Prevention of HIV/AIDS
There is no vaccine for HIV and the only way to prevent infection is to avoid activities and behaviors that are known to transmit the virus.
In July 2012, the U.S. Food and Drug Administration (FDA) approved emtricitabine/tenofovir disoproxil fumarate (Truvada) to help reduce infections in high-risk adults who are HIV-negativecalled pre-exposure prophylaxis (PrEP). Truvada, the first medication approved for this use, is a combination of two antiretroviral medications and is also used to treat HIV/AIDS.
To reduce HIV risk, Truvada must be taken once daily and should be used in addition to other HIV prevention measures (e.g., condoms, regular HIV testing, drug treatment programs). People who are taking this medication to prevent infection with HIV should see their health care provider for follow-up care every 3 months. According to the Centers for Disease Control and Prevention (CDC), PrEP can reduce the risk of HIV by as much as 92 percent when used as directed, and it's important to increase awareness about this important option.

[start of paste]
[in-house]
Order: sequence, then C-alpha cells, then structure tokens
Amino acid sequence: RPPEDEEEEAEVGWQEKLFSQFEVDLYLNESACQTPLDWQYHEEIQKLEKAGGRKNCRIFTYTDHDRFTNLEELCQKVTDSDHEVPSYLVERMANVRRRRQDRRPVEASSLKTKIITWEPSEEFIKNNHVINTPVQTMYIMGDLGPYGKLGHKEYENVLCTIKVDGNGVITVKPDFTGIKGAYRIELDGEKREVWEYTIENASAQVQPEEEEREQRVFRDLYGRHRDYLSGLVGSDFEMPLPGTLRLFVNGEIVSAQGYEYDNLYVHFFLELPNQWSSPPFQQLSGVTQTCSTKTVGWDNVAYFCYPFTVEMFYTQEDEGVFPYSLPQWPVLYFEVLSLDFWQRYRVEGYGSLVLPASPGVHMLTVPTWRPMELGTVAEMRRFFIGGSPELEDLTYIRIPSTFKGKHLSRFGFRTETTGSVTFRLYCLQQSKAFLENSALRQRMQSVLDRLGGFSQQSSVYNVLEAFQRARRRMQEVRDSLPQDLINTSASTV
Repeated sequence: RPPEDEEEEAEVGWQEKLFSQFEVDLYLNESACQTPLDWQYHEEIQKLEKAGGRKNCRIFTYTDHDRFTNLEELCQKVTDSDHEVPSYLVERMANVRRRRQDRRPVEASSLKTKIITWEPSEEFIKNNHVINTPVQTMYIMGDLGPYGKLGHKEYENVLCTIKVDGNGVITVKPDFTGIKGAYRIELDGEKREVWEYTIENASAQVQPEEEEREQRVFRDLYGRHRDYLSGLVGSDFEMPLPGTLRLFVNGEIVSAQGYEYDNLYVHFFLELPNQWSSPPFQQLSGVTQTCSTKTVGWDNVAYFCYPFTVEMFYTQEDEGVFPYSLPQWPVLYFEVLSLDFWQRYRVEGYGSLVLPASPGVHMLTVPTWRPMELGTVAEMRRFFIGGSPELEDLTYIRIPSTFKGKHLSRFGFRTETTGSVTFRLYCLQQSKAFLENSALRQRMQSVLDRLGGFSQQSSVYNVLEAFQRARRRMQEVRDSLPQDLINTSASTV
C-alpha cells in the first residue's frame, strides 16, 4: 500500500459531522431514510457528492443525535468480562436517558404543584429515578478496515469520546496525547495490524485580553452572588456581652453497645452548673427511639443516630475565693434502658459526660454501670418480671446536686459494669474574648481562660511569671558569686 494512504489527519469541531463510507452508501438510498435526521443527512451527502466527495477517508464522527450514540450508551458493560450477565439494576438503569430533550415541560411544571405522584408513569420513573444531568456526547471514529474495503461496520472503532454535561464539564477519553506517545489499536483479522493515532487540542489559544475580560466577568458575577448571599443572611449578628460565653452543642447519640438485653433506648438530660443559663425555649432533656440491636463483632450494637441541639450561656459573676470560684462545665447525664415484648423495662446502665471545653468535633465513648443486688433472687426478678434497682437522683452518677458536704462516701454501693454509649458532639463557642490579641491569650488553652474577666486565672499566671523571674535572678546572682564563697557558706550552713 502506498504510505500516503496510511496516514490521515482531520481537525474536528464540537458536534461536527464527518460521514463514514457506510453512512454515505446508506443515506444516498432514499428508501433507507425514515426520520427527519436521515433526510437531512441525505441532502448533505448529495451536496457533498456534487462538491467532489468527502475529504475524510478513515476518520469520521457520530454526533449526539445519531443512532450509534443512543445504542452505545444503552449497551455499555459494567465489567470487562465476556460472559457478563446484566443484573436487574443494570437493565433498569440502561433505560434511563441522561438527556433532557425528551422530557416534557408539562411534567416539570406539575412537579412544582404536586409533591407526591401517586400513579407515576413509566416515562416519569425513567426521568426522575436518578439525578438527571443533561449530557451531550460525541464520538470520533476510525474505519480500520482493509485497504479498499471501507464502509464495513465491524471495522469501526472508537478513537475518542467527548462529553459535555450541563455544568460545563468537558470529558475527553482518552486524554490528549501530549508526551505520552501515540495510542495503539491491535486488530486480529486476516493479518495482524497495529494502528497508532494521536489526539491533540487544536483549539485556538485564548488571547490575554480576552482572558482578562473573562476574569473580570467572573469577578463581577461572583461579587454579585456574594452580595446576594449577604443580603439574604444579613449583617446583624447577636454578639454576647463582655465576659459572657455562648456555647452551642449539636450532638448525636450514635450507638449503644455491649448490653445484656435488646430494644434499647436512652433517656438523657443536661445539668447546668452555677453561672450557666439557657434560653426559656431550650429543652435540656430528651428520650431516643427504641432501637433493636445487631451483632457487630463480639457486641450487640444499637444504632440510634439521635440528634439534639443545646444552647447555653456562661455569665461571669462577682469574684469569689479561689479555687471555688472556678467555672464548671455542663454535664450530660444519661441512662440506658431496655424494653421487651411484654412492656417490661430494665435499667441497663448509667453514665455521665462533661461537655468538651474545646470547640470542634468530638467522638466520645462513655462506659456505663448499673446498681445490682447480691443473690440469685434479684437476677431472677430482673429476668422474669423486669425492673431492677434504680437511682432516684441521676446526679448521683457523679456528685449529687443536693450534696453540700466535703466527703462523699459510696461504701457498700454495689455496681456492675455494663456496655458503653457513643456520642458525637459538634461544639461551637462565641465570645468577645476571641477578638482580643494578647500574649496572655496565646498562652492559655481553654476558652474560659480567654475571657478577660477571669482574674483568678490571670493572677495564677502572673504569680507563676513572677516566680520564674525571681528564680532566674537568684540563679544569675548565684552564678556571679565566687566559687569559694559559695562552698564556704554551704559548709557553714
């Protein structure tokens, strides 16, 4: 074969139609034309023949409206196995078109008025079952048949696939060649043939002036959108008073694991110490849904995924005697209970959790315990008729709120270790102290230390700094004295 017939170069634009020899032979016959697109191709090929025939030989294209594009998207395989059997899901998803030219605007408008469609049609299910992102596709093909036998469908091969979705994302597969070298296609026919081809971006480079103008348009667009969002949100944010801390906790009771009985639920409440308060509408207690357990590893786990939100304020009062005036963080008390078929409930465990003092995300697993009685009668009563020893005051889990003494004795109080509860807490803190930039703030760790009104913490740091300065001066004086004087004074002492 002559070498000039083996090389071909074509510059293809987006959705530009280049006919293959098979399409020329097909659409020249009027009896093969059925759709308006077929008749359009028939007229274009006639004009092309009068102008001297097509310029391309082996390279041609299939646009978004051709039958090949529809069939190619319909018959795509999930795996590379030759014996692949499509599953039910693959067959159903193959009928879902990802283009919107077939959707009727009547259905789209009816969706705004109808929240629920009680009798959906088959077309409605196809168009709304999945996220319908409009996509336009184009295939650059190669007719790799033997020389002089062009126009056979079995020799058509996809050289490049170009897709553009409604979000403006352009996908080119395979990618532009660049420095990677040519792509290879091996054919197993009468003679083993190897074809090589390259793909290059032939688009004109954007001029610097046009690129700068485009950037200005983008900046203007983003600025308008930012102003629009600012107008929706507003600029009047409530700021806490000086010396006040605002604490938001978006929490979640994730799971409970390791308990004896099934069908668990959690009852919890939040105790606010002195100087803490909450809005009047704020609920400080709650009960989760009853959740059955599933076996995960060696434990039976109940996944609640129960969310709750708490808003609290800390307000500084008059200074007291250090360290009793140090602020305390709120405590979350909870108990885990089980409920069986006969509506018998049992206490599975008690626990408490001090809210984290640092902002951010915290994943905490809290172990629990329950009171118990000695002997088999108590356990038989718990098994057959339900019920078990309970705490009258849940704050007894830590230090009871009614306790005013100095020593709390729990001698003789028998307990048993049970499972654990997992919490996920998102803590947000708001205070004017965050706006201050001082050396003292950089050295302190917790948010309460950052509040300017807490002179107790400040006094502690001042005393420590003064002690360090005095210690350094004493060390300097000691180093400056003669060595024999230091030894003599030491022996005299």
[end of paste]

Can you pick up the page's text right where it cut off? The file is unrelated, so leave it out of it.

The FDA approval includes a Risk Evaluation and Mitigation Strategy (REMS) designed to inform doctors who prescribe the medication and potential users of the drug about the importance of taking Truvada every day and about the importance of regular HIV testing and additional steps to reduce the risk of HIV infection. If you are at high risk for HIV (e.g., have a sexual partner who is infected with the virus) and are HIV-negative, talk to your doctor about the benefits and drawbacks of Truvada.
To prevent HIV infection after a single high-risk event of possible exposure to the virus (e.g., unprotected sex, sexual assault, needle sharing), postexposure prophylaxis (PEP) is an option. PEP must be started within 72 hours of potential HIV exposure. Treatment involves 2 or 3 antiretroviral drugs taken for 28 days.